My contribution to the gluttony was a platter of kebabs and kefta, with some raita and a sort of tomato-cucumber-herb relish/chutney on the side. I’ve been eating a fair amount of goat meat lately, for a few reasons: first, I just wanted something other than the “big three” of chicken, beef and pork (we’ve run out of venison); second, because goats aren’t a large scale factory farmed animal; and third, because they have a flavor similar to lamb (which I love) but are milder and less fatty (not to mention cheaper). I will say that goat leg meat is a huge pain in the ass to cut up, unless you’re ok with a lot of sinew; I tend to get obsessive and remove as much of it as I possibly can, which explains why my prep time was three times as long as it should have been. But while goat can sometimes be a little tough, mine was pretty tender as a result of the extra trimming. If you’re using it in a long-cooked dish, you wouldn’t need to go to that trouble.
I also made kebabs from ground lamb with a little beef mixed in, and tons of spices and vegetables blended in for flavor. I’m used to anything with ground meat being called kefta rather than kebab, but the name of the recipe was “chapli kebab” or “slipper kebab”, because the patties are in the shape of a chappal, or sandal. The recipe originates from Peshawar in India, not the Middle East or North Africa, but you’d never know it from eating it- the flavors are quite similar to kefta I’ve had in Middle Eastern restaurants but with a little less onion/garlic flavor and more herbs and spices.
On the weekends, I am all about those hours-in-the-kitchen types of dishes; trying new things; looking at cooking as a “project”. During the week, however, because of my schedule, I’m lucky if I can make myself a big salad or scramble a couple eggs and call it dinner. Much has been made lately over “having time” to cook- Michael Ruhlman wrote an op-ed in the Huffington Post “calling bullshit” on people who claim not to have the time, and others have been recycling the quote (I think it was originally attributed to Marcella Hazan) that “saying you don’t have time to cook is like saying you don’t have time to bathe”. I could go on at length about this topic*- the short version being that I mostly agree with Ruhlman but think he comes off as elitist and unrealistic (uh, he’s a writer, he makes his own hours, most of us do not!). But instead, let me tell you about someone who does live up to what I’ll call “the Ruhlman Standard”.
My friend Amanda is a role model for all of us who would aspire to prepare homemade meals on weeknights. Despite having two jobs (a full-time office job AND giving music lessons after work in the evenings), she manages to put together amazing weeknight dinners on a regular basis. Take Monday night, for example. She invited me for dinner and I was treated to a simple but amazingly flavorful dish of chorizo and potatoes in a garlicky, sherry-spiked broth. A salad, bread and good cheese rounded out the meal, and a bottle of rosé from Provence was the perfect foil to the spicy chorizo.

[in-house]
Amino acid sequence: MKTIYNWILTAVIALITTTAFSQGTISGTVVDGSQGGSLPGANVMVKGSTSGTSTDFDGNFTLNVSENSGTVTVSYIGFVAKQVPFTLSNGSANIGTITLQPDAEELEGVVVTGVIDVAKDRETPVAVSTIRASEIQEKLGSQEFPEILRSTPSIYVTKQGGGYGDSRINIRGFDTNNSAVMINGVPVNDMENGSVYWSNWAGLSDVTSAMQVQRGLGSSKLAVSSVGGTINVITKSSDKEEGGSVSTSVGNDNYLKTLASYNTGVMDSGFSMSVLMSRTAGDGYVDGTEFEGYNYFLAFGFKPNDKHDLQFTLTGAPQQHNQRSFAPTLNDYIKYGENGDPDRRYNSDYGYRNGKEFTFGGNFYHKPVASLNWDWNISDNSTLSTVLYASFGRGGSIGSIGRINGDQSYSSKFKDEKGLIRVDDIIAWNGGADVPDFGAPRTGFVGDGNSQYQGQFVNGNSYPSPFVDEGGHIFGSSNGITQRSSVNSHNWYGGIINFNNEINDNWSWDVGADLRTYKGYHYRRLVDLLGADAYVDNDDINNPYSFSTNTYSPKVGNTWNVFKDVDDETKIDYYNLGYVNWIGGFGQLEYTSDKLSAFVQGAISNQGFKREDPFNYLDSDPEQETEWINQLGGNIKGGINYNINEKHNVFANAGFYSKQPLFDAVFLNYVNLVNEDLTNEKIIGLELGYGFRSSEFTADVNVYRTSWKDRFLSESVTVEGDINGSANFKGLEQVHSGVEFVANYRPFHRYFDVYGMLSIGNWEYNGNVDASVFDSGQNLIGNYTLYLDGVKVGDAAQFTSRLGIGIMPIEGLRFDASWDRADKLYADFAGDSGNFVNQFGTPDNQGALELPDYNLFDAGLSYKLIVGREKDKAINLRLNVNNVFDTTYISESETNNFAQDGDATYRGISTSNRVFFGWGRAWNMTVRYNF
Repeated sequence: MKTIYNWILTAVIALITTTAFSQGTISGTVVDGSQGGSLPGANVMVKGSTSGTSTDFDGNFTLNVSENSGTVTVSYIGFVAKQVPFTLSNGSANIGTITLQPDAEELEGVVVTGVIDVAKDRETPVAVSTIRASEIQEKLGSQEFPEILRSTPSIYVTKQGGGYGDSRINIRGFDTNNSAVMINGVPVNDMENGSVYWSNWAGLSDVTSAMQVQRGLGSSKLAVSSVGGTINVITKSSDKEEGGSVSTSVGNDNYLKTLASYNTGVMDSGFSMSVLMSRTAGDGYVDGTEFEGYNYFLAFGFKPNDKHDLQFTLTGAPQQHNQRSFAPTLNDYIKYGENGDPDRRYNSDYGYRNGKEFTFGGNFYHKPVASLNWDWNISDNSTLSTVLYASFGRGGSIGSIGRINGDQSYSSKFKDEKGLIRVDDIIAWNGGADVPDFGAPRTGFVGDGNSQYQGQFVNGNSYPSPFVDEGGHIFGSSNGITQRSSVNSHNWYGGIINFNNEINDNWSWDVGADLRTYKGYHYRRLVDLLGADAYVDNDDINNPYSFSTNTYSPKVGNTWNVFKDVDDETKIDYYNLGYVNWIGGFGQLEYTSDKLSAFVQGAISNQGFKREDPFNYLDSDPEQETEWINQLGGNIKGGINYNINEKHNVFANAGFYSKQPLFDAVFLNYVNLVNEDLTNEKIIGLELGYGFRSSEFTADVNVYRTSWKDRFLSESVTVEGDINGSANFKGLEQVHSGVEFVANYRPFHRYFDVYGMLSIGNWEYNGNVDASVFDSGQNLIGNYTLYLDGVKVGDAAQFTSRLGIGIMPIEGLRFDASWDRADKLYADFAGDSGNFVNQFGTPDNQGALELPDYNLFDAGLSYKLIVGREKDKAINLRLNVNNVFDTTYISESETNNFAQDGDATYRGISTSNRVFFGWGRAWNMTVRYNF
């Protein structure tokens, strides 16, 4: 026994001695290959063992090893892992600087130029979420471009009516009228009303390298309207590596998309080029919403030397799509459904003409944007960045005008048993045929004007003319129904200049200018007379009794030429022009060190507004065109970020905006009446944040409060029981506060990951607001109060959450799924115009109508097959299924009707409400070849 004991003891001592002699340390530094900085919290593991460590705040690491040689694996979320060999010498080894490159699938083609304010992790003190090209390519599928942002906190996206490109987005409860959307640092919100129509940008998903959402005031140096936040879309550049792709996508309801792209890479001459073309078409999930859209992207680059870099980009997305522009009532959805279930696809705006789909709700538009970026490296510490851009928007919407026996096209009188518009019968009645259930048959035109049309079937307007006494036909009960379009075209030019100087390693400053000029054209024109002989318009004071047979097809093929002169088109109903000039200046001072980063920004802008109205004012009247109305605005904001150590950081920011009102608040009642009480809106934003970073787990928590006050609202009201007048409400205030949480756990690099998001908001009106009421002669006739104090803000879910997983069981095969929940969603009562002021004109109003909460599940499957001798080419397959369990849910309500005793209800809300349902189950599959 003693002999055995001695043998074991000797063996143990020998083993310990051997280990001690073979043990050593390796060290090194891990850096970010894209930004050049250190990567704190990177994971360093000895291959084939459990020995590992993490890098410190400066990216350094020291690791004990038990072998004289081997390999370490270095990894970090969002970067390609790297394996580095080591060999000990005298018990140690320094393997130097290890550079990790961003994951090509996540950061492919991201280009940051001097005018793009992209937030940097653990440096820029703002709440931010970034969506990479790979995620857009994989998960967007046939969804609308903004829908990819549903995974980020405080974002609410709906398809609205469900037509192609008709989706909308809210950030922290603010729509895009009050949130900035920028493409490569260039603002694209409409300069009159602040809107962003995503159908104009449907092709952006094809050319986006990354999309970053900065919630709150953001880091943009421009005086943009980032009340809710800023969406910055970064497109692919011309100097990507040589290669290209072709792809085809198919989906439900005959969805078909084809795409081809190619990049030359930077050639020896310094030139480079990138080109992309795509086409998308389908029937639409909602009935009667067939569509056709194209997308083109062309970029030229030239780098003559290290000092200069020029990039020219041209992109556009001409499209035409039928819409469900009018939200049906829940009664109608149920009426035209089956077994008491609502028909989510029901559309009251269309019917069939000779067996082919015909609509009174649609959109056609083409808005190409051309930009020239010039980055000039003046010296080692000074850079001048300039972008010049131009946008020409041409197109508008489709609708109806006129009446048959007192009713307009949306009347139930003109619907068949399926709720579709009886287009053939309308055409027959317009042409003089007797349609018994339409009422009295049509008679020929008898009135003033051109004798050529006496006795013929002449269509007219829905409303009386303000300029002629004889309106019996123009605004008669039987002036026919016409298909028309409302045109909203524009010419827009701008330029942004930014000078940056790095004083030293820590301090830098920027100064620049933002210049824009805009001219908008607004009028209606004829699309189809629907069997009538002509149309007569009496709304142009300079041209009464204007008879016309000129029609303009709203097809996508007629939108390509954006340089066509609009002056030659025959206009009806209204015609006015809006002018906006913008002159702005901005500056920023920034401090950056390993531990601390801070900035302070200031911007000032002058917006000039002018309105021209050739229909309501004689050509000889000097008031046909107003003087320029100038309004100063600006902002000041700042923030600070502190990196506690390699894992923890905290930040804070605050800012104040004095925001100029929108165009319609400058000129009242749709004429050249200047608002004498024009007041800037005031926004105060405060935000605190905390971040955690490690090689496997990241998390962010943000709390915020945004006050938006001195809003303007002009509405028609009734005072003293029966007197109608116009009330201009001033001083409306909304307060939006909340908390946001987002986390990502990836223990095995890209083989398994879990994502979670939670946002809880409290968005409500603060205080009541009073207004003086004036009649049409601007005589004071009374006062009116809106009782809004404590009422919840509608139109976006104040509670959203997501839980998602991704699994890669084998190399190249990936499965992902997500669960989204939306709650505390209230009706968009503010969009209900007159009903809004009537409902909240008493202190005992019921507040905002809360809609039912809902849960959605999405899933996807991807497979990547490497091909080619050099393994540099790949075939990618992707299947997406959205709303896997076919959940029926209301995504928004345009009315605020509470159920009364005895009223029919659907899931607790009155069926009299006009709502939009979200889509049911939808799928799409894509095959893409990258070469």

As if this all wasn’t enough, she was generous enough to let me take some home! I hadn’t brought my camera to her house so I have no shots of her lovely table with the cheeses, salad and wine, but I got to snap a few shots of the leftovers- I love the way the creamy potatoes look in the bright red sauce, with a scattering of cilantro for contrast of flavor and color. If you’re in need of an uncomplicated but decidedly un-boring after-work recipe, look no further: all you have to do is chunk up some potatoes, chop a little onion, and you’ll have this simmering on the stove in no time.
*Anita over at Married with Dinner had a very thoughtful response to this which pretty much sums up my feelings. She is doing a series called Dinner on a Deadline, in an attempt to provide realistic solutions for people who want to find time to cook after work. Hop on over there for more ideas. I also have a Fast and Easy category here where you might find inspiration for after-work meals.
Chorizo & Potatoes in a Sherry Broth
1 medium yellow onion, finely chopped
4 oz bacon or pancetta, cut in small strips or cubed
12 oz Mexican (fresh) chorizo (see note)
3 garlic cloves, finely chopped
1 bay leaf
1 cup dry sherry
1 ½ lbs small waxy potatoes, scrubbed and skin-on, halved or quartered depending on size
4-5 cups boiling water (a tea kettle is handy for this)
salt and pepper to taste
chopped fresh cilantro (if you can’t abide cilantro, substitute parsley)
Note: This recipe was originally intended to be made with Spanish chorizo, a cured, dry sausage. However, Amanda made it with fresh, and as fresh chorizo is much more easily obtained (not to mention less expensive) here, I have adapted the recipe accordingly.
Directions: Preheat the oven to 400°. Put water on to boil. Heat a Dutch oven or other large oven-safe pan over medium-low heat. Add the bacon or pancetta and cook until it begins to render a bit of its fat. Add the onion and garlic. Continue to cook, stirring occasionally, until the onion has softened.
Raise the heat to medium-high and add the chorizo by squeezing it out of its casing in bite-size pieces (think small meatballs/coins). Let the pieces of sausage “set” for a moment so they don’t break apart when you stir them. Cook for another 5 minutes, stirring gently. Add the bay leaf, sherry, and about 1 tsp salt; stir. Add the potatoes and pour over enough boiling water to cover the potatoes about ¾ of the way.
When the liquid has come to a simmer, put the dish, uncovered, in the preheated oven and cook for 30 minutes. Check it half way through that time to make sure it hasn’t dried out too much, and give it a stir (if the liquid looks low, add another splash of water and sherry).
Remove the dish from the oven and taste the broth. Season with salt and pepper if needed, or if it tastes at all watery, you can further reduce the cooking liquid by simmering on the stovetop. You’re not really looking for it to be a soup, but you definitely want several spoonfuls of the flavorful broth with each serving. Ladle into 4 shallow bowls, and garnish with some chopped cilantro.